English National Ballet: Emerging Dancer 2013

Posted: March 13th, 2013 | Author: | Filed under: Performance | Tags: , , , , , , , , | Comments Off on English National Ballet: Emerging Dancer 2013

English National Ballet: Emerging Dancer 2013, Queen Elizabeth Hall, March 4

Nancy Osbaldeston in Bach Suite No. 2 photo: Patrick Baldwin

 

English National Ballet has an enterprising Learning program that encourages the public to engage in ballet through various interactive projects. This time last year I was drawn to their Dance in Focus, an opportunity to develop dance photography under the guidance of Chris Nash, and recently I joined their stimulating Dance is the Word workshop on critical dance writing with Donald Hutera. It was structured around ENB’s Emerging Dancer 2013, a platform that encourages promising artists within the company to step up to a new level. Each year six dancers — thee men and three women up to the rank of soloist (this year they are all Artists of the Company) — are chosen to prepare for this privilege on top of their demanding touring schedule. Unlike last year, where dancers were judged on two solos, the 2013 competition is based on a solo and a pas de deux, a framework that allows both individual expression and fine-tuning with a partner.

We watch the dancers in company class in the Festival Hall’s Clore Ballroom and later in dress rehearsal on stage in the Queen Elizabeth Hall. Neither of these preparatory processes is designed for public observation; they are places for each dancer to iron out technical, spatial, costume or lighting problems under the aegis of company teachers and directors, so the presence of even a small number of spectators can have an ambivalent effect on the artists. It is the performance on which the dancers are judged, after all, and that is the moment for which they summon all their powers.

It is the nature of competition to single out a winner and Nancy Osbaldeston rose to the challenge to carry off this year’s prize. John Neumeier’s fluid solo Bach Suite No. 2 is a perfect vehicle for her radiant turns and effortless ballon and in the pas de deux from Don Quixote with Ken Saruhashi she replaces Kitri’s dark vein of passion with her naturally bright ebullience. Osbaldeston doesn’t have the classical lines of Laurretta Summerscales or Alison McWhinney, but she has a star quality that makes her shine in whatever she does.

The award is made on the night by a jury of five (Tamara Rojo, Darcey Bussell, Luke Jennings, Tommy Franzén and Jude Kelly), but an additional prize is the result of audience votes over the previous season. In 2012 the jury and the public concurred, but this year’s People’s Choice recognized the qualities of Summerscales, whose wit and intelligence and swan-like ability to reveal beauty without any apparent effort are the mark of a great artist. For her solo, she danced the Calliope Rag from Sir Kenneth MacMillan’s Élite Syncopations; she could have brought out a more unctuously flirtatious quality, but her musicality and sense of fun were evident. My heart went out to McWhinney, whose ethereal tenderness in Giselle — she will save many a young man from an early death and will make them all eternally repentant — and her lovely line and poise in Victor Gsovsky’s Grand Pas Classique are a joy to watch.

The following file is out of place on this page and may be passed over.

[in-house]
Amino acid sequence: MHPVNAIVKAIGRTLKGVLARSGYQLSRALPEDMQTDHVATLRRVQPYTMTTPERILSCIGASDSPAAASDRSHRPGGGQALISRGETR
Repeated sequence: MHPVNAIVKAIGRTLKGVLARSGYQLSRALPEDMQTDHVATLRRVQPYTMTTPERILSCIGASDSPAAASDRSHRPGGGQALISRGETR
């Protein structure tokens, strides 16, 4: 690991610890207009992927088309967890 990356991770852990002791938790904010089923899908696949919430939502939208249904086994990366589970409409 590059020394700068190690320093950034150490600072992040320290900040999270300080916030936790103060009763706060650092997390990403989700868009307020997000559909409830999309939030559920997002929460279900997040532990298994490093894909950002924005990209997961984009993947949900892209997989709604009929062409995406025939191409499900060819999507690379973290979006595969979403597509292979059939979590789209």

It is fitting in the year Tamara Rojo becomes artistic director that the women feature so strongly in this competition. In a sense they have already emerged, showing a mature self-awareness in their choice of solo to complement their pas de deux. The men are not quite so astute: Saruhashi and Nathan Young choose solos that challenge their technical skills but that do little to enhance their stage presence, while Guilherme Menezes, whose enthusiasm and innocence draw us naturally into his confidence, has the right idea — a loose, clown-like solo by Nicky Ellis to contrast with the Black Swan pas de deux — but the choreography is not well enough developed to fully reveal his energies and qualities. Saruhashi has prodigious technical ability but wears his emotions close to the skin, giving an impeccable if somewhat inscrutable rendering of Don Quixote and unwinding only slightly in the all-too-brief Patrice Bart solo, Verdiana. Nathan Young gives full play to his romantic spirit and partnering ability in Giselle, but his style in Bournonville’s Napoli variation is too muscular to bring out the Danish charm and buoyancy.

It is worth noting that Osbaldeston and Summerscales were finalists in 2011 and 2012 respectively; it will be interesting to see which of this year’s three men will emerge in 2014.